Fiji Times

SUVA. Fiji (Nov. 13) – Everybody accepts that we have major water problems in Fiji.

The upgrade of our water system has not gone hand-in-hand with the development of suburbs and increase in population in towns and cities.

People accept that past governments did not do enough nor allocate enough money in national budgets to upgrade the water works.

People also accept that the shift in population has created population explosions in the Suva-Nausori area and in the cities and towns of the Western and Northern divisions.

As a result of these two issues, the lack of a consistent supply of clean drinking water has become a problem for people living in those areas.

People accept that as a result of all these factors, there will be water cuts and there will be problems with supply every now and then.

However, what is unacceptable is the manner in which complaints and concerns are treated.

Most people see the press as their last line of defence against departments like the PWD where it is difficult to get a straight answer, let alone get someone to explain why there are interruptions.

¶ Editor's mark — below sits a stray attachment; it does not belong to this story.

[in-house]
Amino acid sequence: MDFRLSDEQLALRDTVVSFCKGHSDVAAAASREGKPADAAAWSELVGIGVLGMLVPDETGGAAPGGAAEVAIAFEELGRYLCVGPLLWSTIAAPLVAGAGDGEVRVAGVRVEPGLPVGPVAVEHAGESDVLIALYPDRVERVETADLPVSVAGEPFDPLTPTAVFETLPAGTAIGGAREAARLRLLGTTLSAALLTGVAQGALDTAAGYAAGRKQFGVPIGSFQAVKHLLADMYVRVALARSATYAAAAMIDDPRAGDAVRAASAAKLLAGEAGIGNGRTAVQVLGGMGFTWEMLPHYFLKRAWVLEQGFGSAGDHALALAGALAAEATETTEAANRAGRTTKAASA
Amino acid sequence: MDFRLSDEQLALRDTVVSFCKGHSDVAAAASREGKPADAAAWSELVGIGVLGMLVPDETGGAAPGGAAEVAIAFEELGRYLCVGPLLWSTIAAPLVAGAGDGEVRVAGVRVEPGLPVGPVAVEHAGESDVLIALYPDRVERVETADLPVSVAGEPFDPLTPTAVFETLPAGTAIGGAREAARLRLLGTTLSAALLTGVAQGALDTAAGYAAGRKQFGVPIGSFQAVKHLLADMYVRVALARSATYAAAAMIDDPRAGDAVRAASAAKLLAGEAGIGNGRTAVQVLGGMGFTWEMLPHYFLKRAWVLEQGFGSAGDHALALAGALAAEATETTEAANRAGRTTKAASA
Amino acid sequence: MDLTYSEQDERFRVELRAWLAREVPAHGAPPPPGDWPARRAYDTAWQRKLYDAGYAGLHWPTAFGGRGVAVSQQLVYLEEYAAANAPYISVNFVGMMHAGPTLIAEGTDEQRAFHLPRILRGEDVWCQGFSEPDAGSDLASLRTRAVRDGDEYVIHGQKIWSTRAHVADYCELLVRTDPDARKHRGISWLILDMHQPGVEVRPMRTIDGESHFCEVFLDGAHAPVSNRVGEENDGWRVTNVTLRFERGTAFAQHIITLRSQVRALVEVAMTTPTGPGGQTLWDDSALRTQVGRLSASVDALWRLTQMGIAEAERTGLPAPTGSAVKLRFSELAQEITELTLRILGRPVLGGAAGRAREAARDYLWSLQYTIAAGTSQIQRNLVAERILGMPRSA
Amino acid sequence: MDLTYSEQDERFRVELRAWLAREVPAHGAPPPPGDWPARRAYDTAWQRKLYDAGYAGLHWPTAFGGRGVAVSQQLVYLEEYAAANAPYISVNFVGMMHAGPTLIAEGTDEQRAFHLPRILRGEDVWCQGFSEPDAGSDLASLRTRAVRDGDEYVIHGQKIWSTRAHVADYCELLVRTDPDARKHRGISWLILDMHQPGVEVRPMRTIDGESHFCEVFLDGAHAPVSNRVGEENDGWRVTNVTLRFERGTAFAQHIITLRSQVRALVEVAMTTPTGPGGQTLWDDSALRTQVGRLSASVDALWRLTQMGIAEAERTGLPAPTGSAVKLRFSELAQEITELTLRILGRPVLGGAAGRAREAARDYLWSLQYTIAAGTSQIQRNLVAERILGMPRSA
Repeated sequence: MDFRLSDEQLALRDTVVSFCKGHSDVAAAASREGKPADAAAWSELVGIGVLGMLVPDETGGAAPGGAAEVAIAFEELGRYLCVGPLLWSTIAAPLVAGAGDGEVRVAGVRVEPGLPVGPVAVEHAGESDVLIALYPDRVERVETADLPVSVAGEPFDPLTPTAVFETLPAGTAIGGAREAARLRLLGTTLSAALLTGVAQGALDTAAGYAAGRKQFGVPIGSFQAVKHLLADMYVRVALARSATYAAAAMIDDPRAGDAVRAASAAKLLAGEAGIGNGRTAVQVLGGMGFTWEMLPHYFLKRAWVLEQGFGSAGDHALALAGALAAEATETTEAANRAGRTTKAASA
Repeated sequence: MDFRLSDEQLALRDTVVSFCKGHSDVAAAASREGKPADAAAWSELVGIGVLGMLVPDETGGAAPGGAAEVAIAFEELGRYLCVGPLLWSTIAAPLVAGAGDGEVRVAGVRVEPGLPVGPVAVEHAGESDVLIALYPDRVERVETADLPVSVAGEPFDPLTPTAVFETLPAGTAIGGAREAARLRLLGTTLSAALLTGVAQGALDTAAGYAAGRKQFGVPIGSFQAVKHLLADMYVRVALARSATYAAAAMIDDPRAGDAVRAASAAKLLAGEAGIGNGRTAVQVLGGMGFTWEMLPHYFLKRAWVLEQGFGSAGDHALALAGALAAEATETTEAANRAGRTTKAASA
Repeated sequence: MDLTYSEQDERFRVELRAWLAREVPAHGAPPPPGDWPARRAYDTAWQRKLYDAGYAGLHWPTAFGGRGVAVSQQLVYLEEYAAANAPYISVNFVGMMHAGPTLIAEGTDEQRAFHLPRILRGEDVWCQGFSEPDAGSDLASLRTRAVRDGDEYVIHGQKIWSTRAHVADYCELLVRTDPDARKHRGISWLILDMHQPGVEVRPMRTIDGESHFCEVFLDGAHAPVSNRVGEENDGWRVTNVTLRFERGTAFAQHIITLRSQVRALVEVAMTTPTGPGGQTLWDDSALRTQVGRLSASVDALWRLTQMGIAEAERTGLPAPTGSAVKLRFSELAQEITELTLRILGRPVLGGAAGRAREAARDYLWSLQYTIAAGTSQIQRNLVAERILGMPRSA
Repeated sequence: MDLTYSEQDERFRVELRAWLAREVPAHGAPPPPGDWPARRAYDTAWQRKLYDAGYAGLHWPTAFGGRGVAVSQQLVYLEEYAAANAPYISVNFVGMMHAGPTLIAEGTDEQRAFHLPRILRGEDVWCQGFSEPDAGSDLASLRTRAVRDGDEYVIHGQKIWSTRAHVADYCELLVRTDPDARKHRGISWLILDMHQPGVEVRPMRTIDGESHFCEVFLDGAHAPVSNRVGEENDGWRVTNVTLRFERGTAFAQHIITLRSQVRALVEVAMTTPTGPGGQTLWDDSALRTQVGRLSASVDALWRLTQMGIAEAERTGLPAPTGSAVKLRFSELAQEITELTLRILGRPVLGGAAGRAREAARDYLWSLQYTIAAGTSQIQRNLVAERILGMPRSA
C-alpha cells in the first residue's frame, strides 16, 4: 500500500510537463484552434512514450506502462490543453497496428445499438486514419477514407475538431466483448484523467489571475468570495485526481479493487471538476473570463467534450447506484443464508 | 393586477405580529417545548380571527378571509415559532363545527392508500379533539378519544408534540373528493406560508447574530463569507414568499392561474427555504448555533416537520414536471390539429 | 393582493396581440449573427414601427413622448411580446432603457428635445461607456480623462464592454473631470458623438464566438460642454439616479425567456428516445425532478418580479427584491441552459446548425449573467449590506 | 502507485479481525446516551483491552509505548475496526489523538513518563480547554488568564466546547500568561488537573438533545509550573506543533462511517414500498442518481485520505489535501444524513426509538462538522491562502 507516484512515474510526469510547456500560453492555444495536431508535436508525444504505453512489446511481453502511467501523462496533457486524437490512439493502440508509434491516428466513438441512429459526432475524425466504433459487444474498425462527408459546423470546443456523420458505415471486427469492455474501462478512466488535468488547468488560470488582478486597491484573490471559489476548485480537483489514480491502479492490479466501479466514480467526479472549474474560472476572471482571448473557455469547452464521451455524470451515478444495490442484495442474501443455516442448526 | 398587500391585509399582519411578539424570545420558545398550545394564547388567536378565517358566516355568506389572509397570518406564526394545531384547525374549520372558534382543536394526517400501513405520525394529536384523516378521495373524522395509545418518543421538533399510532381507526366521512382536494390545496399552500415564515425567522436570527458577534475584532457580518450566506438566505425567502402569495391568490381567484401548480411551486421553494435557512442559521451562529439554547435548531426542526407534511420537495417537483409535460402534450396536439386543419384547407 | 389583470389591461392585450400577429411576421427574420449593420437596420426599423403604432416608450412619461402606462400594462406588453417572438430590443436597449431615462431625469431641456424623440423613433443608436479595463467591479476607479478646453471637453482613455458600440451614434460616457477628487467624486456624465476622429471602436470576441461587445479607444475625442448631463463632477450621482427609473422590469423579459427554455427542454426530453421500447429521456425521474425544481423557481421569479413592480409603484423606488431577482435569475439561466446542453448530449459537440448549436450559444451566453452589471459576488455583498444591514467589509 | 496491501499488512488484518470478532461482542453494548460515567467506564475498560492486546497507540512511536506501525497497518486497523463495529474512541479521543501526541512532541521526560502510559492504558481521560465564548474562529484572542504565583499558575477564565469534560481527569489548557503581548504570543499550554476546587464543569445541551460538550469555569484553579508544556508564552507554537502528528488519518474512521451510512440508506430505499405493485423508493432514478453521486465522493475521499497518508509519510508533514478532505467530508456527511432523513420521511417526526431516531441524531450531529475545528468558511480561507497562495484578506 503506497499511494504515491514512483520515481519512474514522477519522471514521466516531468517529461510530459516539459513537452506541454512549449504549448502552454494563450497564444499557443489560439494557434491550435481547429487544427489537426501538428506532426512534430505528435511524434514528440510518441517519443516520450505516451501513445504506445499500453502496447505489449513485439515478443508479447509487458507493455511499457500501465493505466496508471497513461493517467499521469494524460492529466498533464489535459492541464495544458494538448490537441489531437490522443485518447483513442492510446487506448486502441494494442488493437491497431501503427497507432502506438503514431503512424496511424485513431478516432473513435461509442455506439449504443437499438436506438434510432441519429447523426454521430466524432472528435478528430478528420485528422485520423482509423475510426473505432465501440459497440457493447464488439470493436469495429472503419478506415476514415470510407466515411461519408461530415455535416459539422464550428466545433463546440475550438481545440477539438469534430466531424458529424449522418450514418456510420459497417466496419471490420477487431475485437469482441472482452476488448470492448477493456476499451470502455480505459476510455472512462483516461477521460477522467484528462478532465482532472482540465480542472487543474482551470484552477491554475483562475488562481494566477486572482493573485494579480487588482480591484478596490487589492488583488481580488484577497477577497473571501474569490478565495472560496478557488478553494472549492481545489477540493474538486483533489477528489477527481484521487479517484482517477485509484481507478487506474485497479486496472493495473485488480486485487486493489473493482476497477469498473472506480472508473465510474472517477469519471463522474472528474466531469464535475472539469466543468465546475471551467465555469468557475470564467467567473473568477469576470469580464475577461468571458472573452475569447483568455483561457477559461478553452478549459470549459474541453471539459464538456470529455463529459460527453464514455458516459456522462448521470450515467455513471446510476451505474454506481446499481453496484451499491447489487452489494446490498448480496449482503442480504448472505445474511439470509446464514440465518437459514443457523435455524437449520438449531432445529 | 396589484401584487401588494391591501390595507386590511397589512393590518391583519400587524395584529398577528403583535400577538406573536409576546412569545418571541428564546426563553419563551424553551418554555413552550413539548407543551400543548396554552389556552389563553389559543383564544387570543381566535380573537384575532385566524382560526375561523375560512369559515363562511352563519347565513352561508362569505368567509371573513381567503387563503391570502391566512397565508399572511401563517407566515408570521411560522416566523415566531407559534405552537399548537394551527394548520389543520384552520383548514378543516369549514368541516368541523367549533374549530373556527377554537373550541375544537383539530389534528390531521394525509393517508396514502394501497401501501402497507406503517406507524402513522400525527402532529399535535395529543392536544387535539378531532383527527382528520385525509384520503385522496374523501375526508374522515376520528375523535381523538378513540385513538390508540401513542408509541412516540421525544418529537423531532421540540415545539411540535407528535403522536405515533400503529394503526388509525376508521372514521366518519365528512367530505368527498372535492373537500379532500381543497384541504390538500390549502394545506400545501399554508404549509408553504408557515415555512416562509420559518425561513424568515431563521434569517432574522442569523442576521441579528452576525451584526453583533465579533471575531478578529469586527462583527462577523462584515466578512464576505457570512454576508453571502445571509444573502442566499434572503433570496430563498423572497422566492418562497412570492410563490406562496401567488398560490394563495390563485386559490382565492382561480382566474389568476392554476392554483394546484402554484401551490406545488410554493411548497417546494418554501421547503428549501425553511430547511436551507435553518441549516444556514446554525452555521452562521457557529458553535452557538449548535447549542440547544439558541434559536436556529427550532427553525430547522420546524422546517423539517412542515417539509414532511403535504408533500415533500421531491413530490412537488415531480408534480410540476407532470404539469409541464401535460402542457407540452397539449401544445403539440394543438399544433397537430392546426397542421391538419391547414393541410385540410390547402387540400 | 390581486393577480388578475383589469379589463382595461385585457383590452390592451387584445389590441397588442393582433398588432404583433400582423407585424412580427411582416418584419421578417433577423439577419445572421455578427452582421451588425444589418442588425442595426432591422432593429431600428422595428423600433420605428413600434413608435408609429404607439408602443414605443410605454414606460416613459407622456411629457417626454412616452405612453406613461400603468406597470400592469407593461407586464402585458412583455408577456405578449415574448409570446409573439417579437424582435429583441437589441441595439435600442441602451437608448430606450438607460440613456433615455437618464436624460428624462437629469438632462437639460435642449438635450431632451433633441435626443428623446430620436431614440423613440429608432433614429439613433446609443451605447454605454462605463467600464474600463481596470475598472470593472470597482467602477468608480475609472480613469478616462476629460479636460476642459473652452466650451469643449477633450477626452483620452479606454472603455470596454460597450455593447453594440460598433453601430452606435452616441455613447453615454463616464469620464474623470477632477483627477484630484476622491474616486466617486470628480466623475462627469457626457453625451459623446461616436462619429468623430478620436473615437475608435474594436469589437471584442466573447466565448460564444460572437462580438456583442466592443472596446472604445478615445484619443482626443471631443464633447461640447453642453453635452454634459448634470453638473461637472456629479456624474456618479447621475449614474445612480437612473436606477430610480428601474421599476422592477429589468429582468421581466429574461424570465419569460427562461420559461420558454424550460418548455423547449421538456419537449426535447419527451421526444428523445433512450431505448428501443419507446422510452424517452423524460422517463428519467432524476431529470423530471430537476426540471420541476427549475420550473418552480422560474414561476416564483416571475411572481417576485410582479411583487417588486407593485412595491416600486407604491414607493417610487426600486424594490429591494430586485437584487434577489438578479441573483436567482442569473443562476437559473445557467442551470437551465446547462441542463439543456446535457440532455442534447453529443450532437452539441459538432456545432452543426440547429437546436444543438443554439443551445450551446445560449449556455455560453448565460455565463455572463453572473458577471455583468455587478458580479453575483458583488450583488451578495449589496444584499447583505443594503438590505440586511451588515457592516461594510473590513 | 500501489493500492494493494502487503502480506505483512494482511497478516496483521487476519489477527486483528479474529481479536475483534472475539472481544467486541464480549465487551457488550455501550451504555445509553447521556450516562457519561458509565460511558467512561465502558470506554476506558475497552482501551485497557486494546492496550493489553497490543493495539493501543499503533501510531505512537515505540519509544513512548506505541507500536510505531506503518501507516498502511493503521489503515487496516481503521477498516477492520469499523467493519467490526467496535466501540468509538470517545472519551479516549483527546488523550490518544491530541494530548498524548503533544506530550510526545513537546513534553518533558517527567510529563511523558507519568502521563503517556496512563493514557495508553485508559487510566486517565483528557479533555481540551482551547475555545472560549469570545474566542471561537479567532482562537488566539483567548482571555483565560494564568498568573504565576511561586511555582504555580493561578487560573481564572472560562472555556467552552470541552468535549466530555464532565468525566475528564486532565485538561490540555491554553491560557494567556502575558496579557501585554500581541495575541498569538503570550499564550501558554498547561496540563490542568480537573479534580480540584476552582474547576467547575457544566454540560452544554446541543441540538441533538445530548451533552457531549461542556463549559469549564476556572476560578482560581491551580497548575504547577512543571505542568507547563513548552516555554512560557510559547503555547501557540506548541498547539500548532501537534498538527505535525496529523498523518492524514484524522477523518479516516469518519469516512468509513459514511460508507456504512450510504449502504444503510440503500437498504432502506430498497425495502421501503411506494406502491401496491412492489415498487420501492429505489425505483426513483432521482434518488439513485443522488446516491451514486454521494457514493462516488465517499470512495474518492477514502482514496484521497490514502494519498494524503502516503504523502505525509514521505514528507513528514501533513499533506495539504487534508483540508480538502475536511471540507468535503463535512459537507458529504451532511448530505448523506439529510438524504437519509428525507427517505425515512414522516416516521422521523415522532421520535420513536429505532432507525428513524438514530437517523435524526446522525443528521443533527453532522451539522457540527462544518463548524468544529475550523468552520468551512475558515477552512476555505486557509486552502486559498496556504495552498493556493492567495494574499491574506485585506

It is the PWD's responsibility to ensure that someone is readily available at all times to answer queries and deal with the concerns of members of the public and the media.

It is the PWD's responsibility to ensure that consumers know of a scheduled water cut before it happens.

It is the PWD's responsibility to explain why there will be a water cut. In the case of unexpected interruptions, it is the PWD's duty to explain what the problem is and how soon it will take to get it fixed. It is also the PWD's responsibility to explain when and how often consumers affected by these interruptions will receive water delivered by trucks.

The PWD owes the people that much a quick response and an honest answer. A few years ago, this newspaper gave editorial space to the PWD to explain, defend and talk water on a daily basis.

That open line of communication helped placate a lot of angry water users whose only concern was to know when they would be able to get water.

It is not the PWD's fault that the pipes are old, have not been replaced or that there is very little money and expertise to do all that. The PWD has no control over how much it gets every year.

However, the PWD can help by responding quickly, honestly and efficiently to problems of water supply and leakages.

It can also help by cutting out wastage and working more efficiently.

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